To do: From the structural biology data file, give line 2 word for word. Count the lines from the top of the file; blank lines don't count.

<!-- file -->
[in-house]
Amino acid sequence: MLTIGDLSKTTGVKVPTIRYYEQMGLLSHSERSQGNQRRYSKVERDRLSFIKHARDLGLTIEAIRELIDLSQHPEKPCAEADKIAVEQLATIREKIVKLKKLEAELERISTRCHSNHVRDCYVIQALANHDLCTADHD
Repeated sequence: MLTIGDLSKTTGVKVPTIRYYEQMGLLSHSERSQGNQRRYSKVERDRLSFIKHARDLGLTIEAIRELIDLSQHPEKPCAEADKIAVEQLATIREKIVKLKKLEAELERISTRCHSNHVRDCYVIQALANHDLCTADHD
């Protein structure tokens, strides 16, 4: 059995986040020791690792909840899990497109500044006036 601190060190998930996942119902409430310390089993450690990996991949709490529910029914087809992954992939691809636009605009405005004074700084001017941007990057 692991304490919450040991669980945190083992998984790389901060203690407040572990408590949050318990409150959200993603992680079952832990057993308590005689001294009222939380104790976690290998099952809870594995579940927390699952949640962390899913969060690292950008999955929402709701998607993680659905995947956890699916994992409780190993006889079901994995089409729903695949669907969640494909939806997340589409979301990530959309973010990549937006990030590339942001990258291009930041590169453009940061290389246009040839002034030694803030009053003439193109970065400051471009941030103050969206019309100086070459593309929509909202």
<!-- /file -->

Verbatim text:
Amino acid sequence: MLTIGDLSKTTGVKVPTIRYYEQMGLLSHSERSQGNQRRYSKVERDRLSFIKHARDLGLTIEAIRELIDLSQHPEKPCAEADKIAVEQLATIREKIVKLKKLEAELERISTRCHSNHVRDCYVIQALANHDLCTADHD